Today I learned something very very interesting about plasmids from Cathal Garvey:
The first recombinant plasmids were derived from natural occuring plasmids. That’s clear.
And they cut everything out that was not considered to be needed essentially. To get a standard-minimal vector of which all functions are known.
They also cut out the “Single stranded origin” or SSO. This sequence makes the plasmid very stable.
The standard- often-used vector plasmids of today all are derived from those minimal plasmids (time after time more functions were added like LacZ’ MCS etc. ) . But they lack the SSO. Therefore they are very untsable. His words were “Plasmids wouldn’t even exist in the wild if they were that unstable. ”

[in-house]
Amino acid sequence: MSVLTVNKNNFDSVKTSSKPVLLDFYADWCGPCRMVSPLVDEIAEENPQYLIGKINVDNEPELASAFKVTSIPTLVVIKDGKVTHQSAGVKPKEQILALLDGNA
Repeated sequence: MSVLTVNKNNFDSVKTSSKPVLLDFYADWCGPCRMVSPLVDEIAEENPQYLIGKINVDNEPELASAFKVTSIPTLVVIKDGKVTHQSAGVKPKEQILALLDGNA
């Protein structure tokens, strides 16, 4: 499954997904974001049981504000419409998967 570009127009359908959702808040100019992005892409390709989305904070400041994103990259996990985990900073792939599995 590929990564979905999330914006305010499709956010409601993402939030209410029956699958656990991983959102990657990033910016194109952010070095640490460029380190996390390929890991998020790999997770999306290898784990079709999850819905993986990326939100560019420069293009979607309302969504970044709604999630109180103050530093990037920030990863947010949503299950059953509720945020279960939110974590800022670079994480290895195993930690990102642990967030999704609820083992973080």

“The available literature suggests that
unless a gene is particularly bad for a bacterium (toxic gene products,
overly strong promoters, etc..), the plasmid shouldn’t get lost just due
to growth and replication. You get less than 2% of cells without
plasmids after ~10-20 cycles of replication without antibiotic
selection, versus 80-99% for conventional plasmids.”
That’s amazing. I’ve never come across about this, but this totally makes sence.
Just to note this for those who didn’t know: Cathal had his own plasmid synthesized. It contains a SSO, of course.